Rambus destroyed evidence in Hynix patent dispute

A judge in California ruled that the destruction of evidence was not intended to destroy damaging evidence

By , IDG News Service |  IT Management

A Judge In California ruled that Rambus destroyed documents related to its patent dispute with Hynix Semiconductor, now called SK Hynix, and recommended royalties on Rambus' patents at reasonable, non-discriminatory (RAND) rates as a sanction.

Such a remedy recognizes that Rambus' patents have been determined to be valid while at the same time recognizing that Rambus' spoliation of evidence should preclude it from entitlement to a royalty that places Hynix at a competitive disadvantage, Judge Ronald M. Whyte of the U.S. District Court for the Northern District of California, San Jose division wrote in an order Friday.

Rambus' senior vice president and general counsel Thomas Lavelle described the Judge's order in a statement late Sunday as a positive result which is consistent with the reasonable compensation for the use of its patented inventions that the company has been seeking all along. The decision does not provide Hynix with a going-forward license, and covers past infringements, Rambus said.

The U.S. States Court of Appeals for the Federal Circuit had earlier remanded the case back to the district court to among other things determine the appropriate sanction, if any, against Rambus for the spoliation.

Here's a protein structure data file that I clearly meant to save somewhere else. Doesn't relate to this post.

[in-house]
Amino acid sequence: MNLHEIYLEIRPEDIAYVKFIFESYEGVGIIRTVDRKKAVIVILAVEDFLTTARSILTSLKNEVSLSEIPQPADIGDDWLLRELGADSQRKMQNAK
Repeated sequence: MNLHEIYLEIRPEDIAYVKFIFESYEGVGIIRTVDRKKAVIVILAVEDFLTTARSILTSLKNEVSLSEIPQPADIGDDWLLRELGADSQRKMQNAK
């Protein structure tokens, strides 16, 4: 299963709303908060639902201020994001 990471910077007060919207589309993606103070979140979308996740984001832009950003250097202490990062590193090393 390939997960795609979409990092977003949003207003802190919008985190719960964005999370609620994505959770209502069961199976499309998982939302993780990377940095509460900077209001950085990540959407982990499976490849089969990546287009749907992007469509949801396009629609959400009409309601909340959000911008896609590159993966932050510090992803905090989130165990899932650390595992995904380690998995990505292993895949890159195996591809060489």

Rambus was first advised to have a document control system in 1998 by the company's external counsel, and in September 1998, Rambus held its first "Shred Day," destroying 400 boxes of documents pursuant to the new document retention policy, and another 300 boxes on another such Shred Day in August 1999, according to court papers.

Through the Shred Days, Rambus kept no record of what was destroyed, but admitted that some destroyed documents related to contract and licensing negotiations, patent prosecution, its participation in standards body JEDEC, board meetings, and company finances.

Rambus which developed and licensed Rambus DRAM (RDRAM) which was for a while adopted by Intel, anticipated instituting litigation against one or more makers of non-compatible DRAM such as SDRAM before the shredding of the papers in 1998, according to Judge Whyte.

Rambus has sued numerous companies that it claims violated its memory patents and chip technologies. It has settled cases and signed license agreements with companies like Samsung, Nvidia and Mediatek, but is still in court battles against companies like Micron Technology and Hynix Semiconductor.

The company's spoliation of evidence "did not involve intentional destruction of particular damaging documents," Judge Whyte wrote in the order.

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